• The click-through rate of an information page at a certain location is collected by the information page transmitter computer system itself, and broadcasted to the mobile station in one embodiment. In an alternative embodiment the mobile station may look up the click-through rate from another computer in the network and/or the Internet.
  • It should be noted that any features, phases or parts of the mobile station 40 and associated systems can be freely permuted and combined with embodiments 10, 20, 30, 50, 60, 70, 80, 90 and/or 91 in accordance with the invention.
  • FIG. 5 demonstrates an embodiment 50 of the inventive communication system as a network diagram. The user is using the subscriber terminal 500, which is typically a mobile station, mobile phone or a computer, such as a PC-computer, Apple Macintosh-computer, PDA-device (Personal Digital Assistant), or UMTS- (Universal Mobile Telecommunication System), GSM- (Global System for Mobile Telecommunications), WAP- (Wireless Application Protocol), Teldesic-, Inmarsat-, Iridium-, GPRS- (General Packet Radio Service), CDMA- (Code Division Multiple Access), GPS- (Global Positioning System), 3G-, 4G-, Bluetooth-, WLAN- (Wireless Local Area Network), and/or WCDMA (Wideband Code Division Multiple Access)-mobile station. Typically in some embodiments the subscriber terminal is a device that has an operating system such as any of the following: Microsoft Windows, Windows NT, Windows CE, Windows Pocket PC, Windows Mobile, GEOS, Palm OS, Meego, Mac OS, Linux, BlackBerry OS, Google Android and/or Symbian or any other computer or smart phone operating system.
  • In some embodiments the subscriber terminal has a GPS transceiver and/or receiver, and it uses the GPS satellite system 520 to deduce its location. Other satellite systems for locating the subscriber terminal may be used as they become available in accordance with the invention. The GPS satellite system typically outputs the latitude and longitude co-ordinates, but in some embodiments it may also output the height of position above earth surface to reveal whether the subscriber terminal is in an aircraft, elevator, skyscraper or the like.
  • In some embodiments there is no separate satellite system available for locating the subscriber terminal In some embodiments the telephony network 530 is a satellite telephony network that locates the subscriber terminal also. In some embodiments the telephony network is a cellular network, and the location of the subscriber terminal is deduced by triangulation, cell identity and location of the cell where the subscriber terminal is currently, or read from any network register such as HLR (Home Location Register) and/or VLR (Visitor Location Register).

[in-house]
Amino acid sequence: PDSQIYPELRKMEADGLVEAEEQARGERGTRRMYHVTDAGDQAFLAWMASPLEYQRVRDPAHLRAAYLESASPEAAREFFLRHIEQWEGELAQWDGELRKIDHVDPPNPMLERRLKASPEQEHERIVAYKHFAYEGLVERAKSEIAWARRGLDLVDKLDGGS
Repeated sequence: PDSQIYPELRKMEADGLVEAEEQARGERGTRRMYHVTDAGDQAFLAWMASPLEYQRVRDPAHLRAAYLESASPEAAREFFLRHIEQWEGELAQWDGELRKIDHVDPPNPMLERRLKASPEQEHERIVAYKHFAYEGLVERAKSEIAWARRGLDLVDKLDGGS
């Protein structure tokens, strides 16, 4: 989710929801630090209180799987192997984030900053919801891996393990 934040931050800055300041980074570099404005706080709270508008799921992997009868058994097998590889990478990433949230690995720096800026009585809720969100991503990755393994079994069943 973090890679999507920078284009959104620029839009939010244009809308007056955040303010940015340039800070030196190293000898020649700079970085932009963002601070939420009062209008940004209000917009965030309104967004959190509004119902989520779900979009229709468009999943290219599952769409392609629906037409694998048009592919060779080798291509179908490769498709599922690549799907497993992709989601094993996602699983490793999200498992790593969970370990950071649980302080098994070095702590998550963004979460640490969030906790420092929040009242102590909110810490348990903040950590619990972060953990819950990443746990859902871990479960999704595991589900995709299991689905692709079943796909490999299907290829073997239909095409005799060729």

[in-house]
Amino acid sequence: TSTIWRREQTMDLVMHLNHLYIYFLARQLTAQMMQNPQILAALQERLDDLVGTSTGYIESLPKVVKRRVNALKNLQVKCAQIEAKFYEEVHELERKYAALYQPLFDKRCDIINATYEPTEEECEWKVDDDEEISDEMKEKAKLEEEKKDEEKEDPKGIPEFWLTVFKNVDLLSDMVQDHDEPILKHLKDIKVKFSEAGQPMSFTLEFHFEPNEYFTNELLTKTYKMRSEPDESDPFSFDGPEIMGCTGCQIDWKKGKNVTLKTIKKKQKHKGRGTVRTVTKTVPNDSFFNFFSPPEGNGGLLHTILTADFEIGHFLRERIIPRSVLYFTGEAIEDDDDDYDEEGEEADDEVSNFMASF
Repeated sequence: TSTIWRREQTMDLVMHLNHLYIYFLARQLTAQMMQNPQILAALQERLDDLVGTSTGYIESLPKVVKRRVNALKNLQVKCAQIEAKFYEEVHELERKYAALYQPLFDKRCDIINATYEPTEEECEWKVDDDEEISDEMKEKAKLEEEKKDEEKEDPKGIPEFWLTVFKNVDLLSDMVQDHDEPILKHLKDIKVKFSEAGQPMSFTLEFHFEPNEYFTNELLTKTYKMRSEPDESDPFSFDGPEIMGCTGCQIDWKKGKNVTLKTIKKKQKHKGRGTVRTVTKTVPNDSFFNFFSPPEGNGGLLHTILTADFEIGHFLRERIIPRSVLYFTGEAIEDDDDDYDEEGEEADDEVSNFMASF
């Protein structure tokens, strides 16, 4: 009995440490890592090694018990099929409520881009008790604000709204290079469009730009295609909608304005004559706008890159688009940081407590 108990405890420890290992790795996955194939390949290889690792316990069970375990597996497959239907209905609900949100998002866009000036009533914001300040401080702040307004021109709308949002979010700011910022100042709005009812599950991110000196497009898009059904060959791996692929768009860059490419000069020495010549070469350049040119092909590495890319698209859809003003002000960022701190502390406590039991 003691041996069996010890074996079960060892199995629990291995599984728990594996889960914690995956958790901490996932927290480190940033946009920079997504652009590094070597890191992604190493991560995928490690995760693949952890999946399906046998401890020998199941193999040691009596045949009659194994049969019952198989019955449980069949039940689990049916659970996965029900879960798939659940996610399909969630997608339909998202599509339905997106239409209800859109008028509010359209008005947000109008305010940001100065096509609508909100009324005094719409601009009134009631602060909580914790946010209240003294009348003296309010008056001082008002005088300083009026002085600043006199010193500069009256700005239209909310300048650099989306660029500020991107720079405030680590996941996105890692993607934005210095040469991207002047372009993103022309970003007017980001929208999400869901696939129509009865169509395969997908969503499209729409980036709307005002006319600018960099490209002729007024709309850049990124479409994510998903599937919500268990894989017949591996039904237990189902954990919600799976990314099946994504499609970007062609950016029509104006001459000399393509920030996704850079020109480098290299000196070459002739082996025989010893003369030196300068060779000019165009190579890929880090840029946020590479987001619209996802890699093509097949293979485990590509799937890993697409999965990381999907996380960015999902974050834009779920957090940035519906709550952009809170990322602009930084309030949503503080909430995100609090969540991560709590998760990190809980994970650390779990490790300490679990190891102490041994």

• The user 550 accesses the Internet 540 and a Search Engine 510 via the telephony network 530. In some embodiments the search engine is a conventional search engine such as Google®, Yahoo®, AltaVista®, Lycos®, Baidu® or the like. The telephony network is typically a cellular network such as UMTS- (Universal Mobile Telecommunication System), GSM- (Global System for Mobile Telecommunications), GPRS- (General Packet Radio Service), CDMA- (Code Division Multiple Access), 3G-, 4G- and/or WCDMA (Wideband Code Division Multiple Access)-network.
  • The location co-ordinates are typically converted to at least one natural language address at the subscriber terminal 500, and/or over a network computer that is accessed via the telephony network 530. In some embodiments the network server doing the co-ordinate→address transformation hosts or is connected to a search engine 510. In some embodiments the network server 531 is accessed via the Internet 540, in some embodiments it may be accessed via a closed network, such as for example a VPN Virtual Private Network or a telecommunications operator controlled and/or operated network.
  • In some embodiments the subscriber terminal 500 is arranged to output location coordinates to the search engine 510 directly, which is arranged to conduct the translation to natural language identifiers independently.
  • The at least one natural language address is then used to compose at least one search query. In some embodiments user specified query words are added to at least one query. In some embodiments parameters that are derived from the file system of the subscriber terminal 500 are added and/or used to modify at least one search query. The at least one search query is then sent to the Search Engine 510 over the telephony network 510 that searches the Internet 540 for relevant documents matching the said at least one search query.